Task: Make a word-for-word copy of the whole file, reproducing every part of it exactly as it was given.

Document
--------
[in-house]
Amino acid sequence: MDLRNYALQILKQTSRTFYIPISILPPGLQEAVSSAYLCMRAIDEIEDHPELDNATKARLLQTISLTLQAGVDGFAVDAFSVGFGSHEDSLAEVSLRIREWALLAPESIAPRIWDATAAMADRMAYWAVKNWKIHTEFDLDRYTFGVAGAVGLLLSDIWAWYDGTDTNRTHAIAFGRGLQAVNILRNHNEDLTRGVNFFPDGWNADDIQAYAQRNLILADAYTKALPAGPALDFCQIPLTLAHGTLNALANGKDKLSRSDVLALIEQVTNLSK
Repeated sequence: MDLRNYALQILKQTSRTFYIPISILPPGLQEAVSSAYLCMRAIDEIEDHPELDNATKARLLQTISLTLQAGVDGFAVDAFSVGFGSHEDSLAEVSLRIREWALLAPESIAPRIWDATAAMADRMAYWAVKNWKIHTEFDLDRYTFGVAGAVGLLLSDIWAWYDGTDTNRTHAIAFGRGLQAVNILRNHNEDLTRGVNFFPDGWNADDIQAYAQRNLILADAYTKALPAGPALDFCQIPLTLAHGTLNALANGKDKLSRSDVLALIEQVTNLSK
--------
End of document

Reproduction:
[in-house]
Amino acid sequence: MDLRNYALQILKQTSRTFYIPISILPPGLQEAVSSAYLCMRAIDEIEDHPELDNATKARLLQTISLTLQAGVDGFAVDAFSVGFGSHEDSLAEVSLRIREWALLAPESIAPRIWDATAAMADRMAYWAVKNWKIHTEFDLDRYTFGVAGAVGLLLSDIWAWYDGTDTNRTHAIAFGRGLQAVNILRNHNEDLTRGVNFFPDGWNADDIQAYAQRNLILADAYTKALPAGPALDFCQIPLTLAHGTLNALANGKDKLSRSDVLALIEQVTNLSK
Repeated sequence: MDLRNYALQILKQTSRTFYIPISILPPGLQEAVSSAYLCMRAIDEIEDHPELDNATKARLLQTISLTLQAGVDGFAVDAFSVGFGSHEDSLAEVSLRIREWALLAPESIAPRIWDATAAMADRMAYWAVKNWKIHTEFDLDRYTFGVAGAVGLLLSDIWAWYDGTDTNRTHAIAFGRGLQAVNILRNHNEDLTRGVNFFPDGWNADDIQAYAQRNLILADAYTKALPAGPALDFCQIPLTLAHGTLNALANGKDKLSRSDVLALIEQVTNLSK